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This article in SSSAJ

  1. Vol. 53 No. 3, p. 883-890
     
    Received: May 24, 1988


    * Corresponding author(s):
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doi:10.2136/sssaj1989.03615995005300030042x

Field Techniques for Measuring Wetland Soil Parameters

  1. S.P. Faulkner ,
  2. W.H. Patrick and
  3. R.P. Gambrell
  1. School of Forestry and Environmental Studies, Duke Univ., Durham, NC 27706
    Lab. for Wetland Soils and Sediments, Louisiana State Univ., Baton Rouge, LA 70803

Abstract

Abstract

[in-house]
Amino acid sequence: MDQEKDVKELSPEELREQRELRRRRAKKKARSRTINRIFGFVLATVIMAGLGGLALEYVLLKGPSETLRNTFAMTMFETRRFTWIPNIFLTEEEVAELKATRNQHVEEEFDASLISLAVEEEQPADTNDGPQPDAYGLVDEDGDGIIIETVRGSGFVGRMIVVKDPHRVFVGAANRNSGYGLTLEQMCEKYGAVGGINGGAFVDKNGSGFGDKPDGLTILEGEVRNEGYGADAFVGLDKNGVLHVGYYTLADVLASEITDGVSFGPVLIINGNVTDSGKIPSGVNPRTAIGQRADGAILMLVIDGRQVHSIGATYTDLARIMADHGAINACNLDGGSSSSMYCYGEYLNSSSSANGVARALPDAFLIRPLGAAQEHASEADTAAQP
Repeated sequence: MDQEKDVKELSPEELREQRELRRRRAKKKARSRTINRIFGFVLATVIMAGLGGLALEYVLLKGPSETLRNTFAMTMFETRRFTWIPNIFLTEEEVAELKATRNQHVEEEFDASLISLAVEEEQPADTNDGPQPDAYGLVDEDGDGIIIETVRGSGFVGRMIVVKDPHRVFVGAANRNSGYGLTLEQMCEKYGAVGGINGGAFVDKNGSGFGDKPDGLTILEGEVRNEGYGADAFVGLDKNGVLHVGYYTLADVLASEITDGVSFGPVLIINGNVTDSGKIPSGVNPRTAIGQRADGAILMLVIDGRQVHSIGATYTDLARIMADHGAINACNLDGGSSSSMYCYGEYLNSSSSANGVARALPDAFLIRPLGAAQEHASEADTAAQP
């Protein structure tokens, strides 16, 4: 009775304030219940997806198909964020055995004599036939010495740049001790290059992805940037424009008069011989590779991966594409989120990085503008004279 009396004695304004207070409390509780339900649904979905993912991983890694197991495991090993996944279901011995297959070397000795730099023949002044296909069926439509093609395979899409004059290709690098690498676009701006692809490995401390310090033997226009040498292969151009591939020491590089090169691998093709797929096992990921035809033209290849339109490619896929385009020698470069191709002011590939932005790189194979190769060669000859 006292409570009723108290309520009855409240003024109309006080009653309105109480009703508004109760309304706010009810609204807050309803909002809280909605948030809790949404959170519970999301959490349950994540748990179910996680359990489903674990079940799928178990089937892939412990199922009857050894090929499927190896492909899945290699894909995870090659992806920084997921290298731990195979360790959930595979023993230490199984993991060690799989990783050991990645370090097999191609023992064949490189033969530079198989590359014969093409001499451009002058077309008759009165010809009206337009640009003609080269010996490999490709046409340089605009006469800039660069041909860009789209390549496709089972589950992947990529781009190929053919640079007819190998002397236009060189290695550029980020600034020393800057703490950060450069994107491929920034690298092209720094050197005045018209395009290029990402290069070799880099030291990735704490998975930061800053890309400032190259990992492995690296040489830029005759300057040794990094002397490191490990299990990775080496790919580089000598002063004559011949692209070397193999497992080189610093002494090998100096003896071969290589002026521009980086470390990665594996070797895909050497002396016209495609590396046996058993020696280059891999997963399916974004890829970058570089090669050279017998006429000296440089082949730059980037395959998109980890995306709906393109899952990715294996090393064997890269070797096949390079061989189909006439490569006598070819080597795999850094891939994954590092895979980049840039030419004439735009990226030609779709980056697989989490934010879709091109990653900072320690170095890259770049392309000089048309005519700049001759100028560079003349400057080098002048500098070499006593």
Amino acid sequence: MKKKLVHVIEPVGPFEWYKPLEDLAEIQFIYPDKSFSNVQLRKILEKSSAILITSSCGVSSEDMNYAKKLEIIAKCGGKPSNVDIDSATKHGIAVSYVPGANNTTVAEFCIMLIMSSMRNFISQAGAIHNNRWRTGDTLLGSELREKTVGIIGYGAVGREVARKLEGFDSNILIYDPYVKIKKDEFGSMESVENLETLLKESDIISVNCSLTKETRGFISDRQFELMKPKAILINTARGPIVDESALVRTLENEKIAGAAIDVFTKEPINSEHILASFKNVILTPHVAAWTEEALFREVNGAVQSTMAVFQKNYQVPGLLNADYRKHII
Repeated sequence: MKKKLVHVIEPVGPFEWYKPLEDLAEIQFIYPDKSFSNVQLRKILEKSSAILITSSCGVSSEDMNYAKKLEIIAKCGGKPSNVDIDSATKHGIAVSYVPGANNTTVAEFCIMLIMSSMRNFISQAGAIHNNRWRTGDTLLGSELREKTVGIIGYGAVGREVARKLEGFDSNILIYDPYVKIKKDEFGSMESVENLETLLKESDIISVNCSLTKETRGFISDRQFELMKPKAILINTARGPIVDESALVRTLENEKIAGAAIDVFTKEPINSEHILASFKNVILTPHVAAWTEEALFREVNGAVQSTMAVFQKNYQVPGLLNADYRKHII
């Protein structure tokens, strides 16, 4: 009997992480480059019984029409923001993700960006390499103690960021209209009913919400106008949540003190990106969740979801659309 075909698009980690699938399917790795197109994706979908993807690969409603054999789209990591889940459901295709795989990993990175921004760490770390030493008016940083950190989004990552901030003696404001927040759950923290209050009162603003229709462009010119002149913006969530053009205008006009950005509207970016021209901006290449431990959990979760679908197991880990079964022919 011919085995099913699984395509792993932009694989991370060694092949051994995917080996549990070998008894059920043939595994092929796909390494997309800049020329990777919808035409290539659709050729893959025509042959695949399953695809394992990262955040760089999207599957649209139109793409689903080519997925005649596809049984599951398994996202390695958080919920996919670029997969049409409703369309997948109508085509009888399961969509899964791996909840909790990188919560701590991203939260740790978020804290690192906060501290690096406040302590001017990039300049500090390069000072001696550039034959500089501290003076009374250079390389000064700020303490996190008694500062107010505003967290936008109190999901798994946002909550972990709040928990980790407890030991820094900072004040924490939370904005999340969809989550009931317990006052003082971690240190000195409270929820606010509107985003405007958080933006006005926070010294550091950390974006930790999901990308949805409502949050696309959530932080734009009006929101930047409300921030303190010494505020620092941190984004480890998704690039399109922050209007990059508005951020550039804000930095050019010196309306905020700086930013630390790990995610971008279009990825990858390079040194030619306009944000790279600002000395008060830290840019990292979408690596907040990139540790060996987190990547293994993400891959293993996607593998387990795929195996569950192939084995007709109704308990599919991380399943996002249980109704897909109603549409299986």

Delineating wetlands from nonwetlands in seasonally inundated ecosystems is often difficult and requires data on soil functions and attributes. Techniques (including equipment design, construction, and installation) for assessing wetland soil attributes have been developed that allow direct field measurements of soil O2 content, oxidation-reduction potential, water-table depth, and presence of ferrous iron. Soil O2 content is measured from diffusion chambers with a specially fitted polarographic probe. Redox potential is measured with permanently installed platinum electrodes and a voltmeter. Determination of water-table depth may require piezometers in addition to unlined observation wells. The presence of ferrous iron can be detected with α, α,-dipyridyl and indicates anaerobic conditions, although interpretation and extrapolation of results must be carefully made. These parameters are particularly diagnostic and results of field studies reveal their dynamic nature and utility in wetland delineation efforts.

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